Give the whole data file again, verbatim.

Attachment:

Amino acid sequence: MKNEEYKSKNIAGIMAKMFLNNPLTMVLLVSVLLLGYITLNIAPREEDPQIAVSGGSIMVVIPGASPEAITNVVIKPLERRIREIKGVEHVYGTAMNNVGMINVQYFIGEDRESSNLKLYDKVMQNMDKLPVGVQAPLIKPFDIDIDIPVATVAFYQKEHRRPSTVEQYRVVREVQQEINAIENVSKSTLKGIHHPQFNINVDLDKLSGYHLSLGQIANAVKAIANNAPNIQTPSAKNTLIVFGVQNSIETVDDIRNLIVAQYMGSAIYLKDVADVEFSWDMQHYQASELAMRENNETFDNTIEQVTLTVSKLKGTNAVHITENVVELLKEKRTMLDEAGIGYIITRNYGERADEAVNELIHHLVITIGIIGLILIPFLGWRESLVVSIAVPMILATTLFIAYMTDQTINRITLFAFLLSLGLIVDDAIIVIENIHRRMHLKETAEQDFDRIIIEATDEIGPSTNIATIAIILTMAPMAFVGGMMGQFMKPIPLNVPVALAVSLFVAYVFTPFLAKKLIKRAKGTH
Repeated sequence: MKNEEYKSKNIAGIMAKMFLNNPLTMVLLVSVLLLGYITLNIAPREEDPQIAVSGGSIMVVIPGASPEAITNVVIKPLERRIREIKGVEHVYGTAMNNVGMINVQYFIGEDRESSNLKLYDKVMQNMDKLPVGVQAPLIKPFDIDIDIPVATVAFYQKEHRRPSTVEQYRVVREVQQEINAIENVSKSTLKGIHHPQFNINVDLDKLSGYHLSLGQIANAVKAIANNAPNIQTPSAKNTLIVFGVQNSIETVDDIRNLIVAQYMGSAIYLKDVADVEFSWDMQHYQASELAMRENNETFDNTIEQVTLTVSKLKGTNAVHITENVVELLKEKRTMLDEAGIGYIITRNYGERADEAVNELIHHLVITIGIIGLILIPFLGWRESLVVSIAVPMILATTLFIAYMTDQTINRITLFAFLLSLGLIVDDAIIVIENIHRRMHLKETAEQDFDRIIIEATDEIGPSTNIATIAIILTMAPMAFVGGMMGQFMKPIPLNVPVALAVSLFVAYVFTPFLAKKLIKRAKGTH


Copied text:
Amino acid sequence: MKNEEYKSKNIAGIMAKMFLNNPLTMVLLVSVLLLGYITLNIAPREEDPQIAVSGGSIMVVIPGASPEAITNVVIKPLERRIREIKGVEHVYGTAMNNVGMINVQYFIGEDRESSNLKLYDKVMQNMDKLPVGVQAPLIKPFDIDIDIPVATVAFYQKEHRRPSTVEQYRVVREVQQEINAIENVSKSTLKGIHHPQFNINVDLDKLSGYHLSLGQIANAVKAIANNAPNIQTPSAKNTLIVFGVQNSIETVDDIRNLIVAQYMGSAIYLKDVADVEFSWDMQHYQASELAMRENNETFDNTIEQVTLTVSKLKGTNAVHITENVVELLKEKRTMLDEAGIGYIITRNYGERADEAVNELIHHLVITIGIIGLILIPFLGWRESLVVSIAVPMILATTLFIAYMTDQTINRITLFAFLLSLGLIVDDAIIVIENIHRRMHLKETAEQDFDRIIIEATDEIGPSTNIATIAIILTMAPMAFVGGMMGQFMKPIPLNVPVALAVSLFVAYVFTPFLAKKLIKRAKGTH
Repeated sequence: MKNEEYKSKNIAGIMAKMFLNNPLTMVLLVSVLLLGYITLNIAPREEDPQIAVSGGSIMVVIPGASPEAITNVVIKPLERRIREIKGVEHVYGTAMNNVGMINVQYFIGEDRESSNLKLYDKVMQNMDKLPVGVQAPLIKPFDIDIDIPVATVAFYQKEHRRPSTVEQYRVVREVQQEINAIENVSKSTLKGIHHPQFNINVDLDKLSGYHLSLGQIANAVKAIANNAPNIQTPSAKNTLIVFGVQNSIETVDDIRNLIVAQYMGSAIYLKDVADVEFSWDMQHYQASELAMRENNETFDNTIEQVTLTVSKLKGTNAVHITENVVELLKEKRTMLDEAGIGYIITRNYGERADEAVNELIHHLVITIGIIGLILIPFLGWRESLVVSIAVPMILATTLFIAYMTDQTINRITLFAFLLSLGLIVDDAIIVIENIHRRMHLKETAEQDFDRIIIEATDEIGPSTNIATIAIILTMAPMAFVGGMMGQFMKPIPLNVPVALAVSLFVAYVFTPFLAKKLIKRAKGTH